Subject: Re: Valuation of Open Source companies
From: Ian Lance Taylor <ian@airs.com>
Date: 02 Nov 2005 13:31:05 -0800

David Fetter <david@fetter.org> writes:

> Venture capitalists are essentially antagonistic to any company they
> fund, FLOSS or otherwise.  Their goal in life is to buy a winning
> lottery ticket that others provide the work and talent to fill in, and
> they are ruthless toward anything they fund that is not providing this
> ticket.  When they think they can cash that ticket in, they screw
> everybody who did the actual work.  Why would anybody here want to
> help them, FLOSS or otherwise?

That is not really accurate, though there is certainly a grain of
truth in it.

But the reason to work with VCs is obvious: they have money, lots of
money, and they are willing to give it to you.  Sure, there are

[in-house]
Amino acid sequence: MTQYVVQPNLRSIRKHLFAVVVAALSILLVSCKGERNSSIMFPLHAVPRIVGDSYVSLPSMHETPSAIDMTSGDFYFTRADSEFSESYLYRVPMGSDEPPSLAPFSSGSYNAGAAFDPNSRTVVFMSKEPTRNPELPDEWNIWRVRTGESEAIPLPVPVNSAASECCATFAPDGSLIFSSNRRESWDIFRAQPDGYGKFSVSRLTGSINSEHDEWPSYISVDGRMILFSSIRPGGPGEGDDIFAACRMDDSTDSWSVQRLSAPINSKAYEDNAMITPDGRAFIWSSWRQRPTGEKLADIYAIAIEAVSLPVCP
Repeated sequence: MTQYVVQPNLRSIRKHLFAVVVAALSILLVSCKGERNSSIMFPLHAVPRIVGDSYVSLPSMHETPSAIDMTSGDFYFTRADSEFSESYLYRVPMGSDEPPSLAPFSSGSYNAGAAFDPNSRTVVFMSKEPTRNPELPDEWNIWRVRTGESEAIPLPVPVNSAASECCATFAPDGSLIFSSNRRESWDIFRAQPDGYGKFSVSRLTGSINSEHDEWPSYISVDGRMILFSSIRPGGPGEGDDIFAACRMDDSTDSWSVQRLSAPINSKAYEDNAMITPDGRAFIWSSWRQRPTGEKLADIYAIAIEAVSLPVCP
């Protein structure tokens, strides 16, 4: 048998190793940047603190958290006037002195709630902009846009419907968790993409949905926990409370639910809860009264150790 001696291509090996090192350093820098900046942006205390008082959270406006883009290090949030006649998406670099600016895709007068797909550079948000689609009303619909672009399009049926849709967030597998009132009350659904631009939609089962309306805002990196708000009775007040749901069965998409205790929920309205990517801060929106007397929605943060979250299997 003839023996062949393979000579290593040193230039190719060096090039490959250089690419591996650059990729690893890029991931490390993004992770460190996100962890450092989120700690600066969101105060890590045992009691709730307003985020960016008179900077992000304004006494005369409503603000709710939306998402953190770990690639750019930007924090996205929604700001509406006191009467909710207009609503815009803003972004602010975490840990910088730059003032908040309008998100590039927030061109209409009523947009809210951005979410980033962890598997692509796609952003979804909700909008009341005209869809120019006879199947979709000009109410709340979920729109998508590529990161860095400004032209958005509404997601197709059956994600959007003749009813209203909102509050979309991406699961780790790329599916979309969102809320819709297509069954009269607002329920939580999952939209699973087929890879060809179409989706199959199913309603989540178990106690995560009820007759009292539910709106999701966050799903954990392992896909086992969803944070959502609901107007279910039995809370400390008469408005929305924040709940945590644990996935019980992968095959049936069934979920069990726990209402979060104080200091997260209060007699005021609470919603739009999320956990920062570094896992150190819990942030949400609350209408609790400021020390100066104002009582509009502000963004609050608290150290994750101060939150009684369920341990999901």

strings attached, and you would be a fool to take the money without
understanding the strings.  But if you need money to start a company,
there is no easier way to get it.  (I was a co-founder of a VC-backed
company, now defunct.)


I have no special comments for the original poster.  I only know a few
VCs.  I would say that in general they don't understand open source in
the way that I understand it.  The ones I know tend to view it as a
business tactic--essentially, a way to get people to do work without
having to pay them.  They don't understand what is required for that
work to actually occur.  That said, I'm sure there are some VCs out
there who do understand it.

I personally can't see any reason that use of open source software in
a business plan should cause valuation to change in and of itself.
The business plan is the business plan.  Open source is just a
component.  Whether a business is built around open source or not, it
still has to find customers who are willing to pay for something.  In
the end, that's what matters.  Very very few customers will pay for
something because it is open source, or because it is not.

Ian